Wednesday, August 09, 2006

C-17 Casts First Big Shadow at Travis

C-17 Casts First Big Shadow at Travis
Globemaster Makes Debut at Base Amid Much Hoopla
By Ian Thompson

TRAVIS AIR FORCE BASE - More than two years of waiting ended Tuesday when the newest addition to Travis Air Force Base's aircraft arsenal arrived amid much celebration.

"All the efforts have been worth it," said C-17 Globemaster pilot Maj. Rick Tubbs of all the training, construction and organization at Travis in preparation for its newest aircraft.

Travis' first C-17 Globemaster III landed flawlessly, accompanied by the cheers and applause of a host of Air Force servicemembers and local community leaders.

"What a magnificent day! Travis is again making its mark," said Maj. Gen. Thomas Kane, who flew the C-17 past the crowds, landed it and taxied in with flags flying from above the cockpit.

The Spirit of Solano is the first of 13 C-17s slated to arrive at Travis over the next year. Travis' active-duty and Air Force Reserve C-17 flying squadrons, formed earlier, have been flying other bases' C-17s.

"Twelve more will be arriving at Travis between now and next June," Boeing Vice President Dave Bowman said.

It is the second Spirit of Solano to call the base home. The first was a B-52 Stratofortress bomber, the first of its kind at Travis in the late 1950s.

The C-17 was added to the Air Force transport fleet in 1993 and has logged more than a million flight hours carrying military cargo, transporting wounded and flying humanitarian relief missions all over the world.

Acting 349th Air Mobility Wing commander Col. Robert Millman described the C-17 as "America's spirit and industry at its best."

This arrival gives Travis a third type of aircraft in addition to the C-5 Galaxy transport and the KC-10 Extender air tanker.

"This will make Travis an all-inclusive air mobility location," 60th AMW commander Col. Steve Arquiette said, adding that Travis is now the only Air Force base with three major types of aircraft stationed there.

"It is a major countrywide accomplishment that is long in the coming," Fairfield Mayor Harry Price said. "The concerted efforts by the cities, the county and the Travis Consortium resulted in a great victory for Solano County today."

Price said local leaders have to continue to work to continue to increase the number of missions at Travis - for example, to convince Washington, D.C., to move the Coast Guard C-130 detachment to Travis from what was once McClellan Air Force Base in Sacramento.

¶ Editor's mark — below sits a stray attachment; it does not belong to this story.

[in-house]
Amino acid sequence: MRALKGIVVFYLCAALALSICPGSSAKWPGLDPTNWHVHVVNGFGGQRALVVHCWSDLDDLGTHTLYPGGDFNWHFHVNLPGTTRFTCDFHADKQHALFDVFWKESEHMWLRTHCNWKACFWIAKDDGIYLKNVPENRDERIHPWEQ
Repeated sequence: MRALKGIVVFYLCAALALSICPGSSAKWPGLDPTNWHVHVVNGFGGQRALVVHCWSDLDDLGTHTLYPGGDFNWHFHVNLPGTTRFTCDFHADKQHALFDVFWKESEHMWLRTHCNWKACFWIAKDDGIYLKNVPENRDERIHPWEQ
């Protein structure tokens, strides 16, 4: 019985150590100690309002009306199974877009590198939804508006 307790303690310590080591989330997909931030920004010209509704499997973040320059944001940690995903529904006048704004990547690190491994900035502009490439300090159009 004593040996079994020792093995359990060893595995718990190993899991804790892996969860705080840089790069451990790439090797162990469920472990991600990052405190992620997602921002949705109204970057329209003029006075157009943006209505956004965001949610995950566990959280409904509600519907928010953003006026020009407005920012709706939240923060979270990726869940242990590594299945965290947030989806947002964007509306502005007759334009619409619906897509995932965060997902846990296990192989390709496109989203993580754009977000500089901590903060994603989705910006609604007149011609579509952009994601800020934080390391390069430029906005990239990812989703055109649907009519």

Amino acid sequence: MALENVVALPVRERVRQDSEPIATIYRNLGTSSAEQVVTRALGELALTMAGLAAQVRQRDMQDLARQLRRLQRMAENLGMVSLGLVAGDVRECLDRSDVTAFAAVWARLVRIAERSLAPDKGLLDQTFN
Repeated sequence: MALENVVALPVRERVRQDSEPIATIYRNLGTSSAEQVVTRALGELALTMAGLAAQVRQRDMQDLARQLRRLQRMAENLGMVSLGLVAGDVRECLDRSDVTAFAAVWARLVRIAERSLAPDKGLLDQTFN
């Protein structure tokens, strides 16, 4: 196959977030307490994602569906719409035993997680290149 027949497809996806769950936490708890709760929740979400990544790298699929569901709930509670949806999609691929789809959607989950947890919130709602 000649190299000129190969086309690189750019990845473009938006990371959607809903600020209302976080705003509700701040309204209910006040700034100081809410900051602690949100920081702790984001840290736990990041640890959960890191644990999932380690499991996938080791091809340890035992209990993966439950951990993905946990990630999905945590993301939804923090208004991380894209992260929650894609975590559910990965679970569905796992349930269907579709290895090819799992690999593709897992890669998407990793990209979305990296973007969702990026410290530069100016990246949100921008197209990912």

"A lot has been done, but a lot more needs to be done," Price said.

The C-17s' arrival will make up for the shrinkage of Travis' C-5 fleet. Half of the three dozen C-5s on the base were transferred elsewhere and two of the C-5 squadrons reorganized as C-17 squadrons.

The base spent the last two years getting ready for the C-17s, undertaking 18 military construction projects worth more than $180 million to put up buildings and put in infrastructure that will support the aircraft.

Travis also formed the 860th and 945th Aircraft Maintenance Squadrons to keep the aircraft flying.

Local leaders lobbied long and hard to bring the C-17s to Travis, using that move as part of their arsenal to keep Travis out of the recent round of base closures.

Their efforts to further expand the Air Force's C-17 fleet beyond 180 aircraft proved less successful, despite support from Congress to add another 42. Boeing recently told the Air Force it will begin shutting its C-17 production line down and tell its suppliers to stop sending parts.

The C-17s destined for Travis are among the last Globemasters Boeing will make, not counting C-17 orders for Canada, Great Britain and Australia.

Ellen Tauscher (D-Walnut Creek) and other Congressmembers have been fighting to keep the Boeing production line open and recently got $300 million to build three C-17s. She continues to push past Pentagon opposition to expand the fleet to see if Boeing can build more C-17s for NATO allies.

"We know we need more C-17s. The C-17 is undeniably the best airlift platform," Tauscher said of the heavy workload being put on Air Force transports. "It is also more affordable to keep the production line open than to shut it down and then have to start it up again."

The Spirit of Solano is not being allowed to rest on its laurels.

Sometime today, the C-17 is taking off for Europe and then somewhere in Southwest Asia to support American operations in Iraq.

Reach Ian Thompson at 427-6976 or at

To see an audio slideshow of Tuesday's events at Travis, visit

C-17 GloBEmaster

Arrival at Travis Air Force Base: Tuesday

Total scheduled for Travis: 13

Total in Air Force: 180

First Air Force C-17s: Began flying in 1993

Price tag of improvements at Travis to prepare: $180 million (approximately)

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